An article in Georgetown’s student-run newspaper, The Hoya, profiles some of the KIE team behind the recent multi-milliondollar grant from the NIH aimed at the ethical inclusion of pregnant women in HIV research.
PHASES: Pregnancy and HIV/AIDS: Seeking Equitable Study is a venture jointly led by bioethics scholars at several leading US universities.
The article quotes Institute director Maggie Little, one of the co-principal investigators on the grant, and Institute communications director Kelly Heuer, on the history of the KIE’s role in tackling this issue, and the ambitions of the current project, as well as featuring reflections from the NIH’s Liza Dawson on the nature of the problem that PHASES aims to tackle:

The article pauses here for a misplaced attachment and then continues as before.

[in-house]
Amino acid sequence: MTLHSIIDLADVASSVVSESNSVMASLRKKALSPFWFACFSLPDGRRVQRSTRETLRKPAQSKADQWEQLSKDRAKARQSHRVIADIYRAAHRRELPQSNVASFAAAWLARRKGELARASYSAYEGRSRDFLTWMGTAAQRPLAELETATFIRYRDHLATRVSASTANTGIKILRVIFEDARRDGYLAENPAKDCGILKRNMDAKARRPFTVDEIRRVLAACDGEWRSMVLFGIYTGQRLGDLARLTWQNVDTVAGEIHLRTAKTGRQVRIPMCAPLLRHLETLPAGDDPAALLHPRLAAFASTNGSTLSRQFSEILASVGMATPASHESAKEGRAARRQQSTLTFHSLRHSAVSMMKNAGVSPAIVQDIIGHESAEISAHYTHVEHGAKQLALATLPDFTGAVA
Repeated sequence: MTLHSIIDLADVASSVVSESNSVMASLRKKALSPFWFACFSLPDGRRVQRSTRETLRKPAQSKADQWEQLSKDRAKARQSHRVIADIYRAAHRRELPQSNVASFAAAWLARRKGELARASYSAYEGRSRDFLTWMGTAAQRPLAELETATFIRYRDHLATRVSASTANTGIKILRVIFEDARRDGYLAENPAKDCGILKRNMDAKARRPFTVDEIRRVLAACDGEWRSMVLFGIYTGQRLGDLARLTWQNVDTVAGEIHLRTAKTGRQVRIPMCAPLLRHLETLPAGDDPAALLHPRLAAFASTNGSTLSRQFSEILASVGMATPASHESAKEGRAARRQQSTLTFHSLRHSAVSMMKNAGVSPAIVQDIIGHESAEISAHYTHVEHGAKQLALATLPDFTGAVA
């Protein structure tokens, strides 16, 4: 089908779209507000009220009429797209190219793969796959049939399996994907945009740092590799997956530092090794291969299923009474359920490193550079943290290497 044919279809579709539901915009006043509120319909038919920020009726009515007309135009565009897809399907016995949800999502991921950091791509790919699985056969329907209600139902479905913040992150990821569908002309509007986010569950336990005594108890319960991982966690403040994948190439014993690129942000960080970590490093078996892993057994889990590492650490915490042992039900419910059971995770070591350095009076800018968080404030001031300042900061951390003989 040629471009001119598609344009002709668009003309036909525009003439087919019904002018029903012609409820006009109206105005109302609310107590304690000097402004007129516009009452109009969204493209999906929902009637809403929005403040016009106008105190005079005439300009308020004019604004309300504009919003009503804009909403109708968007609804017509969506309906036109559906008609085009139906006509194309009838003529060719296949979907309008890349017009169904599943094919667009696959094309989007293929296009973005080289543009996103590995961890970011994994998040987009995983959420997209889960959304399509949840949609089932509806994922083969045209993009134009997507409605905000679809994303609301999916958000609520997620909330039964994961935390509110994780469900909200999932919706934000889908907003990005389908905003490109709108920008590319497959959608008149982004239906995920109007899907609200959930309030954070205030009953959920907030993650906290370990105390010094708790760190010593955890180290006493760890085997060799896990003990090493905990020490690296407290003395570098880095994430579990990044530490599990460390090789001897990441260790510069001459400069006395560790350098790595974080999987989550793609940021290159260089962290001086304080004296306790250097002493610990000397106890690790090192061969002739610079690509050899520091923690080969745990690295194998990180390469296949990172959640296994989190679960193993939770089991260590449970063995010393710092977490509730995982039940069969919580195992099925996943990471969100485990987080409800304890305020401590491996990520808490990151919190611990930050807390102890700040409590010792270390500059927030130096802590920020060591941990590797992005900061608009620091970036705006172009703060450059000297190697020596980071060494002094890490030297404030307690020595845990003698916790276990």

Liza Dawson, the research ethics team leader in the Division of AIDS at the NIH, said that the grant will provide valuable data on pregnant women suffering from AIDS. Pregnant women are at a higher risk of infection and often develop more severe symptoms. “We should be concerned about safety of the mother and the fetus and the ultimate safety of the infant … [but] because of those concerns about safety, there has been a big hesitancy to include pregnant women in studies,” Dawson said. “That’s understandable, but it has created a big problem in that we don’t have the evidence base for treatment of pregnant women.”